FIG. 44 is a top view showing the arrangement of guides 104 receiving guide plates 106. There are three guide plates 106 with an intermediate one supporting the center of seat bedpan unit 52. There are three sets of guides 182 on center portion 38.
FIG. 45 is a cross-sectional view showing guides plates 106, and three drawer guides 180 and 182 which guide it for sliding movement relative to rotating bar 76 and unto bed center portion 38. Toilet bowl 122 is shown at a vertically upper portion.
Seat bedpan unit 52 has a member similar to guides 180 at the end which initially contacts center portion 38 of hospital bed 22. As seat bed pan unit 52 begins to slide along center portion 38, these guide members contact guides 182 in center portion 38 to guide seat bedpan unit 52. By the time seat bedpan unit reaches its fifth position, the guides on seat bedpan unit 52 have moved beyond the guides 182 on center portion 38. At this point, guides 180 on guide plates 106 are received upon guides 182 thus guiding seat bedpan unit 52 upon center portion 38. The seat bedpan unit can thus pivot upwardly to its sixth position while still being firmly guided upon center portion 38.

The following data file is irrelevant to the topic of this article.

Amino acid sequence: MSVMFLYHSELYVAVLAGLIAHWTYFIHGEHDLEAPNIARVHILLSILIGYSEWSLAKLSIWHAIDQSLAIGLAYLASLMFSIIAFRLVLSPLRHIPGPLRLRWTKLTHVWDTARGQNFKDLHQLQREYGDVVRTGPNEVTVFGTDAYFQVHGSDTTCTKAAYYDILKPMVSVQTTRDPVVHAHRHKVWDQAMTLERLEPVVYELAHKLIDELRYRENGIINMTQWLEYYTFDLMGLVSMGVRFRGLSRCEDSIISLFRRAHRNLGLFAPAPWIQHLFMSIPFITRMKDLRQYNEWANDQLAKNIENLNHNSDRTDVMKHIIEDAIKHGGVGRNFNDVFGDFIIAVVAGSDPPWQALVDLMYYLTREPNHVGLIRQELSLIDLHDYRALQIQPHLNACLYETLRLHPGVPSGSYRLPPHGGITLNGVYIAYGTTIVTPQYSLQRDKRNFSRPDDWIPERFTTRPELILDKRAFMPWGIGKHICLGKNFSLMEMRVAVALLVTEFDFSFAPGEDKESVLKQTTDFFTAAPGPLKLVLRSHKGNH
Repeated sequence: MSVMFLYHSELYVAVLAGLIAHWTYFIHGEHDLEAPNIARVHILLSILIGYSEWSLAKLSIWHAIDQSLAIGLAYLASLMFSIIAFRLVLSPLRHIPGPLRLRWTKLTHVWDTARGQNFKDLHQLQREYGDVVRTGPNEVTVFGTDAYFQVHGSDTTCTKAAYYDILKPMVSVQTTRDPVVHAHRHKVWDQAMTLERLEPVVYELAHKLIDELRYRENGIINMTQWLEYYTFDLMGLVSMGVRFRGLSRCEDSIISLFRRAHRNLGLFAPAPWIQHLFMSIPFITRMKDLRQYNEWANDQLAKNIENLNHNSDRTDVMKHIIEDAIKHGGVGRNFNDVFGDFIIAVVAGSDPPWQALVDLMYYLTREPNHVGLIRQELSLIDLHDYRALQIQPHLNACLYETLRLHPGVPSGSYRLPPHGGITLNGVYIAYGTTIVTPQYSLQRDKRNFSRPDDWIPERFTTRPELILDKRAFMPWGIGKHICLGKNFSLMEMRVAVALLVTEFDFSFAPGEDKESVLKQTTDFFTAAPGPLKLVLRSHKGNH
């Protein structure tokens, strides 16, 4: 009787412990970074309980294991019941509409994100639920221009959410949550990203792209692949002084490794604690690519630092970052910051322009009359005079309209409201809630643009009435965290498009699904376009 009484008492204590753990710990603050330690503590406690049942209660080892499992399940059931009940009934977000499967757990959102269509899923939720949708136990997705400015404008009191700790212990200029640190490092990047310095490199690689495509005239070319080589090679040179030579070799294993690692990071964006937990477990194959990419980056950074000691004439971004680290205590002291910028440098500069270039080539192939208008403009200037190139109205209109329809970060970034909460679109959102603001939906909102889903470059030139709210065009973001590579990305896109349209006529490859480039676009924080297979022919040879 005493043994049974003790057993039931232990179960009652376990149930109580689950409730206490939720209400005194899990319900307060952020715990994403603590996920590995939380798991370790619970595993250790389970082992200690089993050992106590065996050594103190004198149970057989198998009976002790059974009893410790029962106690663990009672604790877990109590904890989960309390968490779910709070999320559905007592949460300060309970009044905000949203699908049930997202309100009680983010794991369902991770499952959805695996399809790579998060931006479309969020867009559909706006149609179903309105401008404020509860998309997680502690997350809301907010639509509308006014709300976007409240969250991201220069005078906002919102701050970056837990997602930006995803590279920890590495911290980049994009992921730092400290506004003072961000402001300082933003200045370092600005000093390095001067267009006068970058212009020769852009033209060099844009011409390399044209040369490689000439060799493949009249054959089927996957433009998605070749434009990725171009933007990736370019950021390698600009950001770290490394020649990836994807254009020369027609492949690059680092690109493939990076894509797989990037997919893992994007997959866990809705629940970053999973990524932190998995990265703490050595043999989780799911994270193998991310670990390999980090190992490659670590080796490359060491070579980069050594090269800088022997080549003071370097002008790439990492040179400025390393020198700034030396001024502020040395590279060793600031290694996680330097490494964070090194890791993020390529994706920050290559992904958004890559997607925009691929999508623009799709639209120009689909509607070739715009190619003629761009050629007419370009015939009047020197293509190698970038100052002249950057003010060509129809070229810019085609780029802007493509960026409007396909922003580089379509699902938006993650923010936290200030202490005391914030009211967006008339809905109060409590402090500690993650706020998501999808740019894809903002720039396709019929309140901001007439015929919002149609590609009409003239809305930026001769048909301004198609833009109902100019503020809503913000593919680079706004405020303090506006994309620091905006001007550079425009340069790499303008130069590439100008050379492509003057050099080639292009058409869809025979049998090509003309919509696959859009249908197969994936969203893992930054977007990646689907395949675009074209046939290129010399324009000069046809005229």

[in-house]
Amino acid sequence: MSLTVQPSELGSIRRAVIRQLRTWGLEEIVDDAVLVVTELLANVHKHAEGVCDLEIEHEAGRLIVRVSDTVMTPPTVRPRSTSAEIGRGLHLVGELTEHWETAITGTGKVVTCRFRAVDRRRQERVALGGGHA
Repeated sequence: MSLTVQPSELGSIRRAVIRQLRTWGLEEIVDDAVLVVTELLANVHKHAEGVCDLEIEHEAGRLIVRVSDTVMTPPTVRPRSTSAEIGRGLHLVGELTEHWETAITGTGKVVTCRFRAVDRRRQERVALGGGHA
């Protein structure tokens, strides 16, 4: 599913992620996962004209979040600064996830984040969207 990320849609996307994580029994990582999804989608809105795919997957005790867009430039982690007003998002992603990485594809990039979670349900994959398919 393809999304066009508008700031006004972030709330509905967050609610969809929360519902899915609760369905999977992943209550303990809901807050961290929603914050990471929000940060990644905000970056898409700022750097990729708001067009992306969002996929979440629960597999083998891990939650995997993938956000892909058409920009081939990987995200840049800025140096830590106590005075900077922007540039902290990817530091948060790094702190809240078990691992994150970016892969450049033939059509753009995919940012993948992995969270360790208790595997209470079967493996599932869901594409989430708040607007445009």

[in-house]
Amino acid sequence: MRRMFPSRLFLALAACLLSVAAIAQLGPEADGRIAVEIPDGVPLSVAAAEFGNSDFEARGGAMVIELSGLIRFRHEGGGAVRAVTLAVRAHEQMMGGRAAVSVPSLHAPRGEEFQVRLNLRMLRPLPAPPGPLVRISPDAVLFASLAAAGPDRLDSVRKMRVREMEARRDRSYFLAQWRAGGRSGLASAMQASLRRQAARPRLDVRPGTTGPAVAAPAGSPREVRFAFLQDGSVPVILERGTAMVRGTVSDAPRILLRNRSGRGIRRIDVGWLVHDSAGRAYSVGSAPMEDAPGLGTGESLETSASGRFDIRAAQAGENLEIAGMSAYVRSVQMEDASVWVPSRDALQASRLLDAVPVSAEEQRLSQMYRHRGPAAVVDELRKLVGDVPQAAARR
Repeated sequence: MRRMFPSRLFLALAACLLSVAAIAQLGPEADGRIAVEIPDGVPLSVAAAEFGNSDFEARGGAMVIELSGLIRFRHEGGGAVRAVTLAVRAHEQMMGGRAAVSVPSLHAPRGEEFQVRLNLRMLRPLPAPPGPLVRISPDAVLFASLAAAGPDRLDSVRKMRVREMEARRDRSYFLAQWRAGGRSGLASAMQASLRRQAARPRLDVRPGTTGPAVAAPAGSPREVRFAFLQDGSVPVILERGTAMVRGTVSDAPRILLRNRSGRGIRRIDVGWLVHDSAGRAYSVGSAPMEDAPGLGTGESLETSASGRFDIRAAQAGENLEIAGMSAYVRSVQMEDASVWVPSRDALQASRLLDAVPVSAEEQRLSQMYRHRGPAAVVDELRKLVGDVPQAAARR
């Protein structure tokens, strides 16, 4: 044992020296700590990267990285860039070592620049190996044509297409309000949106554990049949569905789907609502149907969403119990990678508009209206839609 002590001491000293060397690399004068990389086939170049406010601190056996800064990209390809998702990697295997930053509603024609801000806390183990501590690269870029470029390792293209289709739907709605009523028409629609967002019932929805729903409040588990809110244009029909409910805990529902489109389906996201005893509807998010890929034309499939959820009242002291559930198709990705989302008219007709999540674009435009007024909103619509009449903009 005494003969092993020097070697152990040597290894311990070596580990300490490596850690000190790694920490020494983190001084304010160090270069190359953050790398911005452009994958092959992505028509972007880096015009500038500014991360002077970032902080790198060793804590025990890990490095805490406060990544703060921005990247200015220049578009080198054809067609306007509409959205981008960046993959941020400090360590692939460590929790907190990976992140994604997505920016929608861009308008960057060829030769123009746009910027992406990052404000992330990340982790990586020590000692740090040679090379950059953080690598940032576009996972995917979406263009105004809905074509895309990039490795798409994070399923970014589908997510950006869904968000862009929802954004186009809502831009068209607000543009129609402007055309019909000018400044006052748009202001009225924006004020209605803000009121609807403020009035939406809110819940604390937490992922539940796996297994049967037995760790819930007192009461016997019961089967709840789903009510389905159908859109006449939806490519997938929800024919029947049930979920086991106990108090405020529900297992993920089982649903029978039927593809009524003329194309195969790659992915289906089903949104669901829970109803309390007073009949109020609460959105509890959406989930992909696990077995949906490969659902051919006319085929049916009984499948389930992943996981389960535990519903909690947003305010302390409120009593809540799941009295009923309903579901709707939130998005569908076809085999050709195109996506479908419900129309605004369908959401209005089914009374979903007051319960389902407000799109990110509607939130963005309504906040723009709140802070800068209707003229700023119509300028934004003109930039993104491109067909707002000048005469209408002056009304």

FIG. 46 is a top view of toilet bowl 122 with forward cup 134 for patient alignment.
FIG. 47 is a cross sectional view through toilet bowl 122. Tubing 136 supplies water for flushing. Also, tubing 138 supplies water to a bidet to wash a patient through nozzles 140, which are shown schematically. Preferably, four nozzles 140 are utilized to provide sufficient cleaning.
FIG. 48 is a cross sectional view through toilet bowl 122 along an axis perpendicular to the cross section illustrated in Figure 47. An outlet 142 is connected to line 114. Also, two nozzles 140 are illustrated.